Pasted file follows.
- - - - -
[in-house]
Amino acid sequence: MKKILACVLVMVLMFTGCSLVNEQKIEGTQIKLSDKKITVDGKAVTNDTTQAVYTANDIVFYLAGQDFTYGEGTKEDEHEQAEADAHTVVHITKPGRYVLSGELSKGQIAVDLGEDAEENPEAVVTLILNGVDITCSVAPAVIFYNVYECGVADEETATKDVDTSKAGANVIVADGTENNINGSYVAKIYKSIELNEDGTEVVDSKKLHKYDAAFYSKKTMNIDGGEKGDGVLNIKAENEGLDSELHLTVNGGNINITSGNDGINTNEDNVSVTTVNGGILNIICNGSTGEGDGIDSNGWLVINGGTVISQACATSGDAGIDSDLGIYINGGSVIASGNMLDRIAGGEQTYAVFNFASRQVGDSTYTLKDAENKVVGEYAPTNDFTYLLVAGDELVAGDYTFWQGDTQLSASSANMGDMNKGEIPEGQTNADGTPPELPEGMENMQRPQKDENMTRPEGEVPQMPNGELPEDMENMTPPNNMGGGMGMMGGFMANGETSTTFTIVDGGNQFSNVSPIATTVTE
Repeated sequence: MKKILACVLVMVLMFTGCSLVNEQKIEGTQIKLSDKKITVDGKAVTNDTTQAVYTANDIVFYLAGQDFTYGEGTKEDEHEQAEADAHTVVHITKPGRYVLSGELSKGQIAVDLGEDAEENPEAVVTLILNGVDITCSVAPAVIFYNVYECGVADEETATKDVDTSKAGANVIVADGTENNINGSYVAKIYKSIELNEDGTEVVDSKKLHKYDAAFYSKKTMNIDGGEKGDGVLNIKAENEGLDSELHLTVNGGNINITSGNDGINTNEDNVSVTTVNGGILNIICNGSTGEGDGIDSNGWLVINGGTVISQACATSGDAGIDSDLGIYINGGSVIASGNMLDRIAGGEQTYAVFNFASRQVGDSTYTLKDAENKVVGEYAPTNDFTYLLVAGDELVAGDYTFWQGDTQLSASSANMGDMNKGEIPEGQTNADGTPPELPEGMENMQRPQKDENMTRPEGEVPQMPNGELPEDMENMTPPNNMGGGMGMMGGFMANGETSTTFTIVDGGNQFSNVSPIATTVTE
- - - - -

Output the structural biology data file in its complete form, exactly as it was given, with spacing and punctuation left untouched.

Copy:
[in-house]
Amino acid sequence: MKKILACVLVMVLMFTGCSLVNEQKIEGTQIKLSDKKITVDGKAVTNDTTQAVYTANDIVFYLAGQDFTYGEGTKEDEHEQAEADAHTVVHITKPGRYVLSGELSKGQIAVDLGEDAEENPEAVVTLILNGVDITCSVAPAVIFYNVYECGVADEETATKDVDTSKAGANVIVADGTENNINGSYVAKIYKSIELNEDGTEVVDSKKLHKYDAAFYSKKTMNIDGGEKGDGVLNIKAENEGLDSELHLTVNGGNINITSGNDGINTNEDNVSVTTVNGGILNIICNGSTGEGDGIDSNGWLVINGGTVISQACATSGDAGIDSDLGIYINGGSVIASGNMLDRIAGGEQTYAVFNFASRQVGDSTYTLKDAENKVVGEYAPTNDFTYLLVAGDELVAGDYTFWQGDTQLSASSANMGDMNKGEIPEGQTNADGTPPELPEGMENMQRPQKDENMTRPEGEVPQMPNGELPEDMENMTPPNNMGGGMGMMGGFMANGETSTTFTIVDGGNQFSNVSPIATTVTE
Repeated sequence: MKKILACVLVMVLMFTGCSLVNEQKIEGTQIKLSDKKITVDGKAVTNDTTQAVYTANDIVFYLAGQDFTYGEGTKEDEHEQAEADAHTVVHITKPGRYVLSGELSKGQIAVDLGEDAEENPEAVVTLILNGVDITCSVAPAVIFYNVYECGVADEETATKDVDTSKAGANVIVADGTENNINGSYVAKIYKSIELNEDGTEVVDSKKLHKYDAAFYSKKTMNIDGGEKGDGVLNIKAENEGLDSELHLTVNGGNINITSGNDGINTNEDNVSVTTVNGGILNIICNGSTGEGDGIDSNGWLVINGGTVISQACATSGDAGIDSDLGIYINGGSVIASGNMLDRIAGGEQTYAVFNFASRQVGDSTYTLKDAENKVVGEYAPTNDFTYLLVAGDELVAGDYTFWQGDTQLSASSANMGDMNKGEIPEGQTNADGTPPELPEGMENMQRPQKDENMTRPEGEVPQMPNGELPEDMENMTPPNNMGGGMGMMGGFMANGETSTTFTIVDGGNQFSNVSPIATTVTE